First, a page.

Lots of Americans have a fear of flying. There are ways to overcome the anxiety disorder.

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By Sarah Vander Schaaff

Tami Augen Rhodes needed to fly to Washington. An invitation to a black-tie event at the Supreme Court was an opportunity the 49-year-old lawyer in Tampa did not want to miss. But Rhodes had not flown since she was 35, when an escalating dislike of flying grew into a firm phobia.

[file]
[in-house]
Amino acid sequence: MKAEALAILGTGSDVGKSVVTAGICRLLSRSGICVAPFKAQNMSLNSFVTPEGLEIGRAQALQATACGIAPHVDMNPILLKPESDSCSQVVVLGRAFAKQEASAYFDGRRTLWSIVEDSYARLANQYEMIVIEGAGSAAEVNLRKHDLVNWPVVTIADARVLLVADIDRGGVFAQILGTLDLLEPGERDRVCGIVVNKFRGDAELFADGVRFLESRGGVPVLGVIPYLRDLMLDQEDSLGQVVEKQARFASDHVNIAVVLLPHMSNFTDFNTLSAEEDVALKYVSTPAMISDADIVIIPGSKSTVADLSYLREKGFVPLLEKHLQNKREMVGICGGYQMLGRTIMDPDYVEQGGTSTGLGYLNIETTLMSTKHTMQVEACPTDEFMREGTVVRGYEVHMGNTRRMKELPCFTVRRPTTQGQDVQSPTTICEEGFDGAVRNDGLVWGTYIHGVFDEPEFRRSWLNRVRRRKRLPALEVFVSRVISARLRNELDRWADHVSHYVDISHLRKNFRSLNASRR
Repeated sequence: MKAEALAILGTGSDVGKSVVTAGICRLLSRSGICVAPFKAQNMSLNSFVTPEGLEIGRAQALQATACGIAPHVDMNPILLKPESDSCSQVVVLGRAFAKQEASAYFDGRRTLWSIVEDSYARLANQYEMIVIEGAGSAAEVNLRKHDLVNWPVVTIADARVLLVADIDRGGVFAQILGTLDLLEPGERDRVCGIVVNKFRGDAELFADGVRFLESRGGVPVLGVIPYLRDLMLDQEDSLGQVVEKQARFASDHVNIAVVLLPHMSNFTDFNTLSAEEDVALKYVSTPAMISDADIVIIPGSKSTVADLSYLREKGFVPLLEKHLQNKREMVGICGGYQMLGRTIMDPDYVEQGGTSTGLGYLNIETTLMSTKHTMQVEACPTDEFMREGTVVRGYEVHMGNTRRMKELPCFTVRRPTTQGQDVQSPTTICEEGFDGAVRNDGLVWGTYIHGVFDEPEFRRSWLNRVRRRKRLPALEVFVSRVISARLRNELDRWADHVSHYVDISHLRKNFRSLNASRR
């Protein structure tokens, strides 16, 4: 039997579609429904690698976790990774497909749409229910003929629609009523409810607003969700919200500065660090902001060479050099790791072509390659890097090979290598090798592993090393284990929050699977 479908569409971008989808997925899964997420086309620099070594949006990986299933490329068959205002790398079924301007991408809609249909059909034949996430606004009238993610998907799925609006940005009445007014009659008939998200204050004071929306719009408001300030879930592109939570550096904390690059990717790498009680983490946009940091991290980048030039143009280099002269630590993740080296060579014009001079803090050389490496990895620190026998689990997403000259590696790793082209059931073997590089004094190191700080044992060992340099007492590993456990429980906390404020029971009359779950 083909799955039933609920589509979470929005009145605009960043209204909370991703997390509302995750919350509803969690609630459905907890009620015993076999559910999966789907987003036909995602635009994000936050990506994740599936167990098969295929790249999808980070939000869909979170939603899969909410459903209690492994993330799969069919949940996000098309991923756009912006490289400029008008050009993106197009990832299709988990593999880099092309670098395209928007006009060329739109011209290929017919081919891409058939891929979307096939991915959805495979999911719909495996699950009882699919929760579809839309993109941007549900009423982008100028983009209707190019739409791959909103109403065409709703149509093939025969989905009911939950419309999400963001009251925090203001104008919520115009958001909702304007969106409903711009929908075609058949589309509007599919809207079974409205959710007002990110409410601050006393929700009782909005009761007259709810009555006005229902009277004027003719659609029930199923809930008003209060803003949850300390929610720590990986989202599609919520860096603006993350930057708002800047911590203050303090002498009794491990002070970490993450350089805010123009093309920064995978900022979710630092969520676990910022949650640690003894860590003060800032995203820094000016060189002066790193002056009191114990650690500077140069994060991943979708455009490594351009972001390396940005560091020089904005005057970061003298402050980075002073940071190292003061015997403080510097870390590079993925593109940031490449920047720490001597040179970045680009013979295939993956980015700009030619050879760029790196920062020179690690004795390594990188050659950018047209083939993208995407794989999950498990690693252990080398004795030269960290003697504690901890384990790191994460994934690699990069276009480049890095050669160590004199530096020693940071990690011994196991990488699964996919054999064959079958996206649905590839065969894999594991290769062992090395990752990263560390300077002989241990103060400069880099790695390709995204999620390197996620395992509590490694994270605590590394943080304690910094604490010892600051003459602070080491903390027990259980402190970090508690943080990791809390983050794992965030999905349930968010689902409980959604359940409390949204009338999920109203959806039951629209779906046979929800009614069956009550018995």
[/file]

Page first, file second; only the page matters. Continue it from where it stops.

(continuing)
Desperate to get to Washington without resorting to a long train ride, Rhodes called into a weekly group-telephone chat run by Tom Bunn, a former Air Force and commercial airline pilot and licensed clinical social worker who runs a program for fearful fliers.

Bunn asked her what she was afraid of.

“I started crying,” Rhodes recalled. She told the group what worried her. “I am afraid of dying.”

Fear of flying, or aviophobia, is an anxiety disorder. About 40 percent of the general population reports some fear of flying, and 2.5 percent have what is classified as a clinical phobia, one in which a person avoids flying or does so with significant distress.

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